A Collision – David Crowder Band

Making a way in the desert and streams in the wasteland

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A Collision – David Crowder Band

Boss Hogg, Earl E. Hickey and Rednex have something in common. This something can be described with a single word: hillbilly.

Now, if one was to take the David Crowder Band circa 2005, crush their mostly tiny bodies into a mushy pulp, filter out the teeth, hair and bones (stay with me here for a moment) and then distil the remaining mousse-like matter down to its quintessence, you would be left with pure, undiluted hillbilly.

You see, the spirit of hillbilly pounds through the veins of A Collision. Fiddle, check. Raggedy snare drum, check. Faded oversized dungarees, check. Banjo, check. Yeehaws-a-plenty, check-and-double-check…

But this is hillbilly infused with attitude and a glorious preoccupation with all things Jesus.

Consider if you will, A Beautiful Collision or again, Wholly Yours, tackling respectively the grand themes of the holiness and immanence of God and the doctrine of total depravity, but all this encapsulated within refined bluegrass infused pop-ery.

Then there is Our Happy Home (used for the recent Songs of Ascent sermon series intro video), a glorious and soaring rock anthem reminding believers in Christ that this earth is not our home and death is not the end and that one day we will join with the saints in the New Jerusalem where ‘God alone is King’.

This is the strength of A Collision and the David Crowder Band’s output in general (consider also their most recent offering, Remedy, reviewed here). The David Crowder Band are imbued with the gift of presenting, unpacking and celebrating profound biblical truths within three-ish-minute tracks which combine the listenability of sing-out-loud pop with a musical invention normally reserved for those artists tagged ‘alternative’.

And let us reflect upon this quirkiness. Much of A Collision appears to lean heavily on the revived alt-country scene and an obvious reference point would be Bright Eyes’ 2002 offering, Lifted or the Story is in the Soil, Keep Your Ear to the Ground. Both albums blend a fresh, cut-up, electro-pop vibe with traditional folk-country sensibilities.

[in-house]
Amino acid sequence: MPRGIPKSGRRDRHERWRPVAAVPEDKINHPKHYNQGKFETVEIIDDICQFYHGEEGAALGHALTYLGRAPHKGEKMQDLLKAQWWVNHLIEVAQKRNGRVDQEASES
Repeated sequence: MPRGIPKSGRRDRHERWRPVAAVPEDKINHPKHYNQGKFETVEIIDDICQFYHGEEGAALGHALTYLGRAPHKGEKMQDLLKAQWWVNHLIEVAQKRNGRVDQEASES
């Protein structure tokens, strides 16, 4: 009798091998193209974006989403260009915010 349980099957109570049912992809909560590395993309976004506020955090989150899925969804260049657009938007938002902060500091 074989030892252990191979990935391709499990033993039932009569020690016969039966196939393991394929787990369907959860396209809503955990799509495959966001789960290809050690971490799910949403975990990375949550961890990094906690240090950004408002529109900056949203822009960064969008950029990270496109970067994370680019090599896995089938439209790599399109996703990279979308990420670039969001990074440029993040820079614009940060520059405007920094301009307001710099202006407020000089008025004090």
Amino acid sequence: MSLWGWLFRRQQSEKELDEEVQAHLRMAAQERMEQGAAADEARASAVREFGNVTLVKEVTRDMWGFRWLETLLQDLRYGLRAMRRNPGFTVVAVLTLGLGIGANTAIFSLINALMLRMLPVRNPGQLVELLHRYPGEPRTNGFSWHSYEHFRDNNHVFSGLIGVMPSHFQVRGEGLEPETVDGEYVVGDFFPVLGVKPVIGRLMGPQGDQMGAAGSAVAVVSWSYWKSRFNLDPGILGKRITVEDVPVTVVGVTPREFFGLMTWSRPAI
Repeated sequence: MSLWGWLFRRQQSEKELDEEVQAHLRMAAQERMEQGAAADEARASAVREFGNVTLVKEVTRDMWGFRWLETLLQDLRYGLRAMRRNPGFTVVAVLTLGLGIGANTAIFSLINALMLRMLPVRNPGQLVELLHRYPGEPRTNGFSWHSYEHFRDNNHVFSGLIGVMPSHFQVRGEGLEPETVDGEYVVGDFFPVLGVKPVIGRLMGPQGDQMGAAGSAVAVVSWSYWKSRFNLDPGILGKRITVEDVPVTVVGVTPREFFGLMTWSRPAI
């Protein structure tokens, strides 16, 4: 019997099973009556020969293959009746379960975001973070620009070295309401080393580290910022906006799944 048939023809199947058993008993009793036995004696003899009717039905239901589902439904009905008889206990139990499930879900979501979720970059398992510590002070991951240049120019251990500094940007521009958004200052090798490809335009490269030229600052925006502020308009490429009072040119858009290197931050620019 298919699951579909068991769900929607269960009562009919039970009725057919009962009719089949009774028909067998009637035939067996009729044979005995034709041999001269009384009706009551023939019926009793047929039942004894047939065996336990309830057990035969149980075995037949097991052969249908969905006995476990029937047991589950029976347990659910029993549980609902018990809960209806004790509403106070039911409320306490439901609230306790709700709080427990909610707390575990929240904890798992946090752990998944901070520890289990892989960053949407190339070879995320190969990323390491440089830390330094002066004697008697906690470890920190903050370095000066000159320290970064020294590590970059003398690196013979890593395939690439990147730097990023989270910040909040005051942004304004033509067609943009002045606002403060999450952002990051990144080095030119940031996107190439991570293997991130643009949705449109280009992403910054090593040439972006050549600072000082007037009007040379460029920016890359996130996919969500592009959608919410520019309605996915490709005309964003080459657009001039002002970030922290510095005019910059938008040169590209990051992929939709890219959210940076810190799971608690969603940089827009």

With regards to A Collision, the result of all this is a compelling quirkiness disguised as pop-rock (see the video for Foreverandever, etc. above). There is a sense of originality and adventure here in both the music and the lyrics. Consequently on the first listen, Here is our King, sounds to be our typical contemporary worship song. On listening more carefully, we find that the depth and texture of interlaid loops and samples is reflected in a depth of lyric,

And what was said to the rose
To make it unfold
Is said to me here in my chest
So be quiet now and rest

Now there is a glorious turn of phrase here that takes the miracle of regeneration and presents it in an altogether fresh and illuminating light. Come Awake begins with the beeping of a heart monitor asking, ‘Are we left here on our own…?’ before swelling into another one of those surging choruses, ‘Come awake from sleep arise, you were dead now come alive.’

This album is filled with such moments of brilliance which cause the listener to marvel again at the wonder of the gospel and the truth that there is indeed a God and this God speaks dead people into life.

Andy Evans

To purchase A Collision, click here.